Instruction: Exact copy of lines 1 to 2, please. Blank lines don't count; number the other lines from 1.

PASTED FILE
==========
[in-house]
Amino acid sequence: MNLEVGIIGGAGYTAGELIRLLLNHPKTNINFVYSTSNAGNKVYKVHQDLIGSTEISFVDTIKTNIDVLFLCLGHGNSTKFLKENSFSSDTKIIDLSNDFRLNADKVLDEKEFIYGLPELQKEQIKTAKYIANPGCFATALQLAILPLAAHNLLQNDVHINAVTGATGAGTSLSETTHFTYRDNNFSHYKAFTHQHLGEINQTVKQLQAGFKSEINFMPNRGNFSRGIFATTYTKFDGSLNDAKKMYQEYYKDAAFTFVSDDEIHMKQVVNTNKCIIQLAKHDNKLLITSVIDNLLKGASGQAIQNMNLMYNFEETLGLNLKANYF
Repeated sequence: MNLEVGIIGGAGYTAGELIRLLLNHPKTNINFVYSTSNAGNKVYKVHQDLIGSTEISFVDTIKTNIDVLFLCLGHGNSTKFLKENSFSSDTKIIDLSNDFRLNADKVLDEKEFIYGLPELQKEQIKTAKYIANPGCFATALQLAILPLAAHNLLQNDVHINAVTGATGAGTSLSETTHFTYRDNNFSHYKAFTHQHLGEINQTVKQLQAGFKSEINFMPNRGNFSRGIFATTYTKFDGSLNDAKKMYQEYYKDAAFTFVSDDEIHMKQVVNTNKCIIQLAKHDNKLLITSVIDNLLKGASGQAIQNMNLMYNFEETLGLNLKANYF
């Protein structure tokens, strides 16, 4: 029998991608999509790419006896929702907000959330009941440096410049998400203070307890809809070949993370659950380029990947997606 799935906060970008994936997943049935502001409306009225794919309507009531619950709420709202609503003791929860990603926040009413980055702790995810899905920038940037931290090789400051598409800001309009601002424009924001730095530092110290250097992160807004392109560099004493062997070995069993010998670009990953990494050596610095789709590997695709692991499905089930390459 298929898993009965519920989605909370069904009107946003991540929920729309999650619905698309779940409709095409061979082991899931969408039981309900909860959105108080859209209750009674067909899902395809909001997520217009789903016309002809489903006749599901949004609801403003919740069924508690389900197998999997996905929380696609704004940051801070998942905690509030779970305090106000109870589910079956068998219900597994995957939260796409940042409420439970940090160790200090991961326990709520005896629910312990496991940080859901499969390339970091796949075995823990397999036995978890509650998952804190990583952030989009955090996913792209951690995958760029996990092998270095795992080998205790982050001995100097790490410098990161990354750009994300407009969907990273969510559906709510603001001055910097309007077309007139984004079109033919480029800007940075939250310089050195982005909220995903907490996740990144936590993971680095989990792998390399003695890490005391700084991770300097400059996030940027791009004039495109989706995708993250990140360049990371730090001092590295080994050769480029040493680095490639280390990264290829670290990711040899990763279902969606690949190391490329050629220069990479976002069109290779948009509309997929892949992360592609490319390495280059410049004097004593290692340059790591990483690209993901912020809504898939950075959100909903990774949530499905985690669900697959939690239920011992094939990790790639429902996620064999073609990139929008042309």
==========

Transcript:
[in-house]
Amino acid sequence: MNLEVGIIGGAGYTAGELIRLLLNHPKTNINFVYSTSNAGNKVYKVHQDLIGSTEISFVDTIKTNIDVLFLCLGHGNSTKFLKENSFSSDTKIIDLSNDFRLNADKVLDEKEFIYGLPELQKEQIKTAKYIANPGCFATALQLAILPLAAHNLLQNDVHINAVTGATGAGTSLSETTHFTYRDNNFSHYKAFTHQHLGEINQTVKQLQAGFKSEINFMPNRGNFSRGIFATTYTKFDGSLNDAKKMYQEYYKDAAFTFVSDDEIHMKQVVNTNKCIIQLAKHDNKLLITSVIDNLLKGASGQAIQNMNLMYNFEETLGLNLKANYF